Janette West Quartet holds onto sweetest notes for Sunday Jazz at Hotel Bellwether
Something infinitely cool’s happening at Bellingham, Wash.’s ritzy Hotel Bellwether — just in time for summer. Popular Seattle jazz vocalist Janette West and her band filled in the lovely early evening hours with smooth, surprisingly eclectic, sometimes tongue-in-cheek, jazz this past Sunday.
Every Sunday is Jazz Sunday at the spectacular waterfront hotel, featuring the best the Northwest has to offer. With an upcoming line-up of comforting jazz acts — Trish Hatley, Rane Nogales, and Alicia Dauber — West and her deep, velvety vocals fit right in.
A favorite at the annual North Bend Jazz Walk, West and veteran drummer husband Marty Tuttle welcomed bassist Nate Parker and pianist Ed Weber to the three-set mix.
They kept the tunes short, even the instrumentals, but straight to the point, and the set breaks even shorter. Song selections included standard crowd pleasers from the jazz, Brazilian, blues, and pop families.
As is the jazz standard, West’s band opened up — and warmed up — the first set with Duke Ellington’s “In A Sentimental Mood” as strictly an instrumental. Then West dived in with a Frank Sinatra number, “I’ve Got You Under My Skin,” pleasing the mostly older crowd of jazz lovers and fellow musicians.
Also standard — the later into the gig, the more adventurous the tunes became. By the time the show wound down toward the bewitching hour of 7 p.m., the much-looser band was ready to tackle Chick Corea/Al Jarreau’s version of “Spain,” Thelonious Monk’s challenging “Ruby, My Dear,” Bill Evans’ “On Green Dolphin Street,” and even a softly swinging jazz cover of Donny Osmond’s 1970s pop smash, “Go Away Little Girl.”
“We were gonna do Christmas songs tonight, but the weather got better,” West quipped before the band brainstormed on how to pull off the Monk tune.
The band did alright on all the tunes, even with little to zero rehearsal time (Weber came in as a guest musician, playing a lot of the sets cold). The musicians spent some time thinking about the next instrumental to play, or getting on the same wavelength about some of the harder tunes, unraveling Monk’s complicated chart, giving the 1962 Gerry Goffin/Carole King pop song, “Go Away Little Girl,” some heft in the piano solo.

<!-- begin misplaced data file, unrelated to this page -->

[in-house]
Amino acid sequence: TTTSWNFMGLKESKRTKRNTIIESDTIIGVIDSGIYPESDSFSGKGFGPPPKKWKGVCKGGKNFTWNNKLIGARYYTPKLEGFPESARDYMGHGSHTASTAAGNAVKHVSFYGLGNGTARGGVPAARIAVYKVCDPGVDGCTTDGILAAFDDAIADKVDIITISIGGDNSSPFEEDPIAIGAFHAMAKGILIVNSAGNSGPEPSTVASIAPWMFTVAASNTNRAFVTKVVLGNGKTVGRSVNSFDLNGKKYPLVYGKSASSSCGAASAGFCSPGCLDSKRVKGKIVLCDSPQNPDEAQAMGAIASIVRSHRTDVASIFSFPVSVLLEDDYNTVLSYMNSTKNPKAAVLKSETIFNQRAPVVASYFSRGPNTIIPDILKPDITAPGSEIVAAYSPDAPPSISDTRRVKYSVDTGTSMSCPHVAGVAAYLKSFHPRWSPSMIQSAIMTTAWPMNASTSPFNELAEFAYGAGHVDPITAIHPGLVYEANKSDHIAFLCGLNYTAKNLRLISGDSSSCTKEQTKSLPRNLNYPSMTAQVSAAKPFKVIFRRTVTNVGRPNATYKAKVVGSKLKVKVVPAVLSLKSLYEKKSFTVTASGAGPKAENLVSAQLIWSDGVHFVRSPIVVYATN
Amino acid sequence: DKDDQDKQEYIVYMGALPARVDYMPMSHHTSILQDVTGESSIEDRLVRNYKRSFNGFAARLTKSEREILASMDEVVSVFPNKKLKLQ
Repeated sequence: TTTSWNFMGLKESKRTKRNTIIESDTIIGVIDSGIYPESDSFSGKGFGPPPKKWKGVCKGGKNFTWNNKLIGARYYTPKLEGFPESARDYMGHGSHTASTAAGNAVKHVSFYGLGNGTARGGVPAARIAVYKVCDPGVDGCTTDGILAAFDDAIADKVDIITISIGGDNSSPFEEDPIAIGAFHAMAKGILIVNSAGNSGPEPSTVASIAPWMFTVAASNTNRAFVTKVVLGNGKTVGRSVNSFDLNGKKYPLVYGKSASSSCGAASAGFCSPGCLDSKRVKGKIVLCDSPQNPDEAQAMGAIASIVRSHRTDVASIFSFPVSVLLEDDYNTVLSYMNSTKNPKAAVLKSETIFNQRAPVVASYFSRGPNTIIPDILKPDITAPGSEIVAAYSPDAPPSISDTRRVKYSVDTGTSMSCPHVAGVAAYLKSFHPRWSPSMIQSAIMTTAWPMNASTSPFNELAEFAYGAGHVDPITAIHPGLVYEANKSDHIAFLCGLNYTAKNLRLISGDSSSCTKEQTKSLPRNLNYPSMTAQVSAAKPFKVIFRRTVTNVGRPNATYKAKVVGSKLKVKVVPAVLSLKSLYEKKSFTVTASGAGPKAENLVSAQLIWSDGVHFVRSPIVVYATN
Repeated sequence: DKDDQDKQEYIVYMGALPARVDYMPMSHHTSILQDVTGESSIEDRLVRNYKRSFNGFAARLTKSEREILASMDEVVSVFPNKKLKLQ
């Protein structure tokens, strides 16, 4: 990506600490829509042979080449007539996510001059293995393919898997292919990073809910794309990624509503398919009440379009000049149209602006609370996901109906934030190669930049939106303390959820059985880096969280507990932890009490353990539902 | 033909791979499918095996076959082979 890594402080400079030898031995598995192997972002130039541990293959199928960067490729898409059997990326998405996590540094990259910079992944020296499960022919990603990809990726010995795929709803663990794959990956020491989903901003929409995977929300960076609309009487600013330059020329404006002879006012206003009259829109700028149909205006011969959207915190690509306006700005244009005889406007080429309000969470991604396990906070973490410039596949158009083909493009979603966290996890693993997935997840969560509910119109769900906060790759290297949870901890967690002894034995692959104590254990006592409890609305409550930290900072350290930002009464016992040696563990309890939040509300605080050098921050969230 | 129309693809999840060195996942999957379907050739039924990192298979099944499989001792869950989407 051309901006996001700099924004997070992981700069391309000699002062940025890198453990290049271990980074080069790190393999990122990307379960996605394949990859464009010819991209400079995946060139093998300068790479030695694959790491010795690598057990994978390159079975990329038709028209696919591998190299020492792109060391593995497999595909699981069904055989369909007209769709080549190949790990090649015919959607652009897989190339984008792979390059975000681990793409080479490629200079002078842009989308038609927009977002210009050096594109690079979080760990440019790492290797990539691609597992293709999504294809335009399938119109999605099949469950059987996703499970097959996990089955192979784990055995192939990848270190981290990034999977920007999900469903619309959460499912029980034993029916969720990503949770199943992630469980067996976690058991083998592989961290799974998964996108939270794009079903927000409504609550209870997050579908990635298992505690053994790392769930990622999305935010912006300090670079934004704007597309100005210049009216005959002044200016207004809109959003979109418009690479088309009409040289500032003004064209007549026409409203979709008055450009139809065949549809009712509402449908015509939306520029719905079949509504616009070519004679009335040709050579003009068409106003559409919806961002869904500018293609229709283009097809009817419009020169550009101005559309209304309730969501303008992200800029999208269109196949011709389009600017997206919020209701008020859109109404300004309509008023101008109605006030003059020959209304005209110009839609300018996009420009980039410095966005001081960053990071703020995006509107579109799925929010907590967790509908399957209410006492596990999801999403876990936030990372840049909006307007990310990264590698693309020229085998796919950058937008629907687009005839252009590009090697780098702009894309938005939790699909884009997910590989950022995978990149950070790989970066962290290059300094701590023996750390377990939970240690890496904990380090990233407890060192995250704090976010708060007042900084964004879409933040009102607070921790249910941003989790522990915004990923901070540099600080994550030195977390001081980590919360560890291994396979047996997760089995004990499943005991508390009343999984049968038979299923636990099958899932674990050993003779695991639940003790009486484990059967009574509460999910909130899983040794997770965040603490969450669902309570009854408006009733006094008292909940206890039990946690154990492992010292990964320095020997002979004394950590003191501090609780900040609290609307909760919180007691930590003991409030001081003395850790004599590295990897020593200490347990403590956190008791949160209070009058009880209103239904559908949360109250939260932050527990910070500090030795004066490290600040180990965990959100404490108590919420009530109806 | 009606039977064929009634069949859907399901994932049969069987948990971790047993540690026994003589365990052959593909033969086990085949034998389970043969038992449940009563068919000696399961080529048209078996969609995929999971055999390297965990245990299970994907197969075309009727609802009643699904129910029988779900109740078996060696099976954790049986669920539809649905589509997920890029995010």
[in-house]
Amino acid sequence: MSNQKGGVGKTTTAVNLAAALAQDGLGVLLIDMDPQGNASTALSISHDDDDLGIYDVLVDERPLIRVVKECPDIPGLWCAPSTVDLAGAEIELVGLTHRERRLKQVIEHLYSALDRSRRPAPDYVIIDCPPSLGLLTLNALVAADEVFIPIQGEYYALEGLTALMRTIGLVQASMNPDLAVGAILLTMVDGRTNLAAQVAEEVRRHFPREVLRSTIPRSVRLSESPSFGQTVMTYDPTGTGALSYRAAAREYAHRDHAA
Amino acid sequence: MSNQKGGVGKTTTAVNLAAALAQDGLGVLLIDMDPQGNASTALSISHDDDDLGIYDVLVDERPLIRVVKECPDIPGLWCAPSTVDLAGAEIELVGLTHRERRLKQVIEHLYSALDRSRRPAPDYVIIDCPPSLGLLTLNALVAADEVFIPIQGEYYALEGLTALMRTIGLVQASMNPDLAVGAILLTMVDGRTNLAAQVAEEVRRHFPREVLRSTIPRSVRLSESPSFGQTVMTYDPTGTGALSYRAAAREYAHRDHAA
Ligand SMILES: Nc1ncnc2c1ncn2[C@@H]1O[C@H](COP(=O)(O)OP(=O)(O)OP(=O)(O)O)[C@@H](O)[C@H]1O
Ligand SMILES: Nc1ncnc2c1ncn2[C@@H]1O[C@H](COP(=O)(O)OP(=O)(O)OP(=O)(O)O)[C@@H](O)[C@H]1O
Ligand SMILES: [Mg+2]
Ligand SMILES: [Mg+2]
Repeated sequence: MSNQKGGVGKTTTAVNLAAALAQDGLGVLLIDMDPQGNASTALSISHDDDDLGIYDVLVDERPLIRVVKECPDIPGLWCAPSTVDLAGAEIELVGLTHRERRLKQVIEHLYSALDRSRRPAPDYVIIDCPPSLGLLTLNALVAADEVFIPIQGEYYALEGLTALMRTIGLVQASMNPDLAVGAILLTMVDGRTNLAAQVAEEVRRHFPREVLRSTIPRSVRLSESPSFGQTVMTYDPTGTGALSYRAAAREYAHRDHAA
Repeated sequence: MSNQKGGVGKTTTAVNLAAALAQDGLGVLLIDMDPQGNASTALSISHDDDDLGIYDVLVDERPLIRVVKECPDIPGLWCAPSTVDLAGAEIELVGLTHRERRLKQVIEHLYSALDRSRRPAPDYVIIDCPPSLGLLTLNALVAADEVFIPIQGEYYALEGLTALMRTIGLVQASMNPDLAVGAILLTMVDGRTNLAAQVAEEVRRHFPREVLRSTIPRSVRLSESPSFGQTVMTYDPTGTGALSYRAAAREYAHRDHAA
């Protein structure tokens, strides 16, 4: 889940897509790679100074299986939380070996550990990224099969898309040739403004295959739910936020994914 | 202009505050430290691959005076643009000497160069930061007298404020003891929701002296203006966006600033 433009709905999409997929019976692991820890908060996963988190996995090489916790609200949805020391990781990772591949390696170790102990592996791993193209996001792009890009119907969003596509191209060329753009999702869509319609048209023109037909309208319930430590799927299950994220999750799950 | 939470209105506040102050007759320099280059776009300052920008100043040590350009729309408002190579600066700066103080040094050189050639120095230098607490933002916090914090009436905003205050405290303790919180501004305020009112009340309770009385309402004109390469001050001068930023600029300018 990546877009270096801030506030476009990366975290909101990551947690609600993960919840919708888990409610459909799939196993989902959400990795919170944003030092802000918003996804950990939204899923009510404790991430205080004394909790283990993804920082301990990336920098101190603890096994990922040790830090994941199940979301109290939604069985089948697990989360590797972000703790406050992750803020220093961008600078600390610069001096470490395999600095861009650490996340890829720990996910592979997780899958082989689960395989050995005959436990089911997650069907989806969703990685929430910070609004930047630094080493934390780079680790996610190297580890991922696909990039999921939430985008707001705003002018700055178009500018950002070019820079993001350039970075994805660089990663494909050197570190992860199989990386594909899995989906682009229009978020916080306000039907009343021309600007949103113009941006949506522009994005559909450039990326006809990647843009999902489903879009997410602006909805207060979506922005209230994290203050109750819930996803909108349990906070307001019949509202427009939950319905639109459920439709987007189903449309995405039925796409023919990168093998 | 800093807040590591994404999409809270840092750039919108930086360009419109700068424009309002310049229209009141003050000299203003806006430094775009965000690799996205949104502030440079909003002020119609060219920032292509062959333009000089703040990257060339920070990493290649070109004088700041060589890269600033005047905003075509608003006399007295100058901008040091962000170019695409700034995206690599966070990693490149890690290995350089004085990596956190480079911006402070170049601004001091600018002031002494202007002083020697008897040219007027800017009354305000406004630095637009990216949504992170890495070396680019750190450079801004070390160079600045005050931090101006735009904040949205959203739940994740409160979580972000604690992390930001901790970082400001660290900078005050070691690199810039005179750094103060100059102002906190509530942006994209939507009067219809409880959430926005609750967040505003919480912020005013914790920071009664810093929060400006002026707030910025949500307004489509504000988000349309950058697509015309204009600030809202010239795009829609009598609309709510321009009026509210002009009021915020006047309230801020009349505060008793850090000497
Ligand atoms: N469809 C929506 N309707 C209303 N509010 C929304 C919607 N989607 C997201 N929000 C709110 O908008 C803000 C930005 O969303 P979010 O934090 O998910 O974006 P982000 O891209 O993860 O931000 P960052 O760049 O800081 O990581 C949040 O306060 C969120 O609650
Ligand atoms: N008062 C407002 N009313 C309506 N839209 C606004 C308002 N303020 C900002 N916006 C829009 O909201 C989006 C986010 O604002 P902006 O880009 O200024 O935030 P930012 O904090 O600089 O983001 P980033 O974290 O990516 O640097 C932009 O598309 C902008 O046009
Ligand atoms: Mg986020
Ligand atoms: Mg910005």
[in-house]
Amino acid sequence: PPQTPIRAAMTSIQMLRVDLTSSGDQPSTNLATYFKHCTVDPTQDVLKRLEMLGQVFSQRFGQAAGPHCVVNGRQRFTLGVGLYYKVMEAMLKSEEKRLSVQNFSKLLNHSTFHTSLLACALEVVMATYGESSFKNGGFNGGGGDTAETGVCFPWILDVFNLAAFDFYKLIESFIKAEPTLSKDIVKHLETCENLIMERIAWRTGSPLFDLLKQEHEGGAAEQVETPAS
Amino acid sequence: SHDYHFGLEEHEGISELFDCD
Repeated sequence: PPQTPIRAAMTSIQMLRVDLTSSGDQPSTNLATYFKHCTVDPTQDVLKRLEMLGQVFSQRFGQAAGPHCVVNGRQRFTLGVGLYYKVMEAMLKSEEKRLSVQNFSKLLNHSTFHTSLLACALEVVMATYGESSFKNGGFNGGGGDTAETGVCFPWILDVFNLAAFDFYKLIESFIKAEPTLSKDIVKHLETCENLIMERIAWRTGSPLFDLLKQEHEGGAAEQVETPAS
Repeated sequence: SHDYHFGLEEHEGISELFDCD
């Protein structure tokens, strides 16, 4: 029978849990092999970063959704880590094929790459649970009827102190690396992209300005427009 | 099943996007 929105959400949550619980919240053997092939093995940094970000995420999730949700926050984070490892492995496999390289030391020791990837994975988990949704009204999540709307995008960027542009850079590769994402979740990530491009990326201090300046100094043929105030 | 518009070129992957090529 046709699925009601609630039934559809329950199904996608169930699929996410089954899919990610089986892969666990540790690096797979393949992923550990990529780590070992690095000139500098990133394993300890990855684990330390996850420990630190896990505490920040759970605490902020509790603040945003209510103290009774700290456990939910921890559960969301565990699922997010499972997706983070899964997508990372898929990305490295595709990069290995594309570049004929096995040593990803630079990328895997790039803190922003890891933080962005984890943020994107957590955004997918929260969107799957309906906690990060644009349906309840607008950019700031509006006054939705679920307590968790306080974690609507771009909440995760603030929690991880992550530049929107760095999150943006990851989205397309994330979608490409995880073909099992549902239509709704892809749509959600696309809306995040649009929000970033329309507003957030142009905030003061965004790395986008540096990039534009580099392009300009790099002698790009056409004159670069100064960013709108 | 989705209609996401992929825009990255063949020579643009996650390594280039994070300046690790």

The audience at the hotel’s Lighthouse Bar & Grill lounge enjoyed the creative process as much as the performances in large part because of the band’s front woman. Experienced in a whole wide variety of gigs and an assortment of audience types, West always keeps the atmosphere fun, relaxed, and full of small, quiet surprises — her voice being the most delightful one.
West’s understated, deceptively easygoing voice carries every tune in a logical, yet carefree manner. She never heavy-hands the song, or finds any need to sweeten the effects with excessive fireworks. A calm, confident singer, she lets her voice feel its way through the lyrics and the sound of those lyrics in the moment. Her voice actually grew stronger by the time the song began to end.
She sings so effortlessly, you’re lulled into thinking her voice can’t hold up. But then her voice holds loosely onto the notes, swerving into a warm, zesty zone — and you realize this is no singer going through the motions.
Her cover of “Deedles Is My Name” is less spectacular than Diane Schuur’s horn-on-tone squall. But it’s still an accessible, relatable best friend type of blues just the same, maybe a little more inviting, less spectator sport, more of a hang with friends.
Janette West returns June 25 with her trio for Sunday Jazz, 4:30 p.m.-7:30 p.m. Sunday Jazz also features all-day Happy Hour (the calamari is to die for!).
More live jazz happens on Tuesdays 5 p.m.-8 p.m.
Blues, Brews, and BBQ fans can show up Thursday for their own live music.